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Priority and Perspective

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Like Pris, I've recently moved from one house to another. That is to say, I've moved my boxes from one house to another. I haven't had enough spare time yet to unpack most of them.

I've also moved from one state of mind to another, and like the temporal move, I still haven't had enough time to unpack the many thoughts that accompany the various mental shifts I've been undergoing for the past three months.

Where have I been? And where am I going now?

I've spent the last sixteen years in school, both dreading the end of August and the inaugural ringing of the school bell to signal freedom's end and welcoming it. I'm a nerd. I loved school. I loved September and the smell of new books and ideas just waiting to be discovered. And now it's approaching...and me? No change. I'm at work, and I'm working, and when September starts, I'll be working still. I'll be continuing projects I started this summer, working on new ones, and sitting in the same office day after day after day.

This has been a shift of perspective, and it's taken a lot of adjusting as I develop knots in my stomach at the idea of not attending class on September 5th. And I haven't come to terms with it yet.

The second shift I've undergone: somewhere in the last three months, I acquired a boyfriend. I haven't had one since high school. I haven't had time. I don't know if I have time now, but that doesn't seem to change things. So, the roller-coaster ride of relationships has thrown be back against my seat and I'm holding on for dear life, trying to balance mundane "reality" -- work, apartment, making dinner at night -- with weekend dreams and trips and travel to see my other-state-dwelling beau.

These are, to my view, changes that indicate I'm growing up. I can't live in the fantasy world of College anymore, where the harsh reality of Work does not exist. Bowdoin, my dear alma mater, was a small school; the dateable population was limited; and now? I spend nights on the phone and I contemplate the possibilities and consequences of the future.

But there's a third shift in "growing up" that hasn't happened, and I wonder if it bespeaks my priorities -- and whether they're in the right place. I've always thought as I hit adulthood that I'd come to have a deeper knowledge and understanding of the Gospel. I thought they gave it to you in Relief Society and Gospel Doctrine. But that? No. It hasn't happened yet. I still feel I'm in Young Women almost, learning the basic lessons over and over and over again, and never delving any deeper.

Slowly, I'm coming to discover that if I want to go deeper -- if I want to have the "adult" understanding that my mother does (and from which I developed this assumption), or that my brother has...

...I'm going to have to make it happen myself.

And where should that lie on the spectrum of priority? The scriptures and the prophets say it should be high. How high? Is spiritual development the most important thing I can do in this life? If so, then why shouldn't I go off and become a monk -- er, nun -- devoted to deeper understanding?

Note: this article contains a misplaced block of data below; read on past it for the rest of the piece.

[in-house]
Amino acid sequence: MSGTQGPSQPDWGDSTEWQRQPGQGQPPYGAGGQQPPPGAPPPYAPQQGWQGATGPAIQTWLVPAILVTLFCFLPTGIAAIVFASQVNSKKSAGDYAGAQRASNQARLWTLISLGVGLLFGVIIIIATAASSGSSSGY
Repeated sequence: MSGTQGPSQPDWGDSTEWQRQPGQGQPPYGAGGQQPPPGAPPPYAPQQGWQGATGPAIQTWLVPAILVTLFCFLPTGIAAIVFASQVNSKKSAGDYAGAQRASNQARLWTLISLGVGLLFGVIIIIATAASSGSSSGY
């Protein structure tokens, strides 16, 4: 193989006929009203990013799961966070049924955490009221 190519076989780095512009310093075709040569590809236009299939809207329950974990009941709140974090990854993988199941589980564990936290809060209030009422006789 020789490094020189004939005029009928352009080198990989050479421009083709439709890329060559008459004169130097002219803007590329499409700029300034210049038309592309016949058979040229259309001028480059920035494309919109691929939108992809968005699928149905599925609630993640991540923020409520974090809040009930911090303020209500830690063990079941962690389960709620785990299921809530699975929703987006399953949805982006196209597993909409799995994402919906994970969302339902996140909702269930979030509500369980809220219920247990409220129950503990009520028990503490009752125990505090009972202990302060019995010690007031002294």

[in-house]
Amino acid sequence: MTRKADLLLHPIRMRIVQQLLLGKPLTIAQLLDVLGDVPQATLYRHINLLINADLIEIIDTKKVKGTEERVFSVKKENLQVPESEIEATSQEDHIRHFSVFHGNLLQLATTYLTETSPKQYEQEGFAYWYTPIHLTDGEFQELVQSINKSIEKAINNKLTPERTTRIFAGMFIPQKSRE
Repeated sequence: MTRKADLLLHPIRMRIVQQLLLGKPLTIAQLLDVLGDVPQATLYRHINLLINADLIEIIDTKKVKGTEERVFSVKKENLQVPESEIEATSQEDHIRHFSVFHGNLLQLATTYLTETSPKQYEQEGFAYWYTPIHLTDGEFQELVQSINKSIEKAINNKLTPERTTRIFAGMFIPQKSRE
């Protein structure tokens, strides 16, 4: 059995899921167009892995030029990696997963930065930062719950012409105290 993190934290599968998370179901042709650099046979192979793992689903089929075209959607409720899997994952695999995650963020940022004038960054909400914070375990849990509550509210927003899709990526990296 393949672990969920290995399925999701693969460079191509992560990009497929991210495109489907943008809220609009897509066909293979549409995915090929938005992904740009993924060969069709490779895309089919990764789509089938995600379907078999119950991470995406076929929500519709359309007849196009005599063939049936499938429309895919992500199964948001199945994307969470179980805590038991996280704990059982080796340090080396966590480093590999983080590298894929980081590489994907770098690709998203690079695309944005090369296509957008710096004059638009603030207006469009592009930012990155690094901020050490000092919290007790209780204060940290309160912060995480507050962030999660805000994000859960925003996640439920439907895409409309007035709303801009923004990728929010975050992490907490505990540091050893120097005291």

Barring giving up all worldly experience, what do I have to sacrifice?

And how much more of a sacrifice does that become when one's personal life isn't completely focused around the Church? I attend a YSA ward -- sometimes. When I'm in town. But I don't have friends there -- all my dearest are non-members. My family is LDS, but I don't spend so much time with them now that I'm living on my own, either.

So how does one make spiritual development a priority, how does one develop that shift in perspective, when one is -- for lack of a better term -- living in the world, and enjoying the shift in perspective it brings to one who was brought up in an LDS environment?

I don't think I have an answer to that. But I'm sure looking. When I can find the time.

6 Responses to “Priority and Perspective”

  1. Anonymous Dallas Robbins 

    Sometimes deeper understanding, come from deeper practice. Feed the hungry, visit the widows, give selfless service. Go to a soup kitchen once a week is a good way to start. Sometimes by doing will bring a deeper understanding of the gospel, and visa versa.

  2. Blogger lchan 

    The future isn't what it used to be.

    The funny thing about being an adult is that you are still you. I mean, with motherhood and working and all that comes with that I do feel more responsible in some ways. I even feel different, but it's not what I expected.

    I wouldn't worry about it all that much, though. Just try to get the things done that you want to get done. Think about where you want to go. The future won't be just what you envision, but most of it will be what you put into it.

  3. Blogger Arwyn 

    I'm slowly discovering that, Laura, and it weirds me out all the time -- that I can be an adult, and yet still the Arwyn I was as a girl, as a young woman, as a college student. So strange.

    And Dallas, I think you have a good point. I've spent so much time doing to make these other changes happen -- I think the real solution is to spend some time doing to develop more deeply on a spiritual level, too.

    Which may mean cracking open the scriptures again, or -- and I kind of like your idea better -- getting my hands dirty and diving into some service. Hmm. I'll ponder that one.

  4. Blogger D-Train 

    I often feel similarly frustrated. Mostly, it's just a concern that the material that I read and hear is the same as it ever was. I still find it inspirational, but it's difficult to feel concerned enough to do anything about it. I often wonder if there is any deeper understanding at all.

    Nice to have you back, Arwyn.

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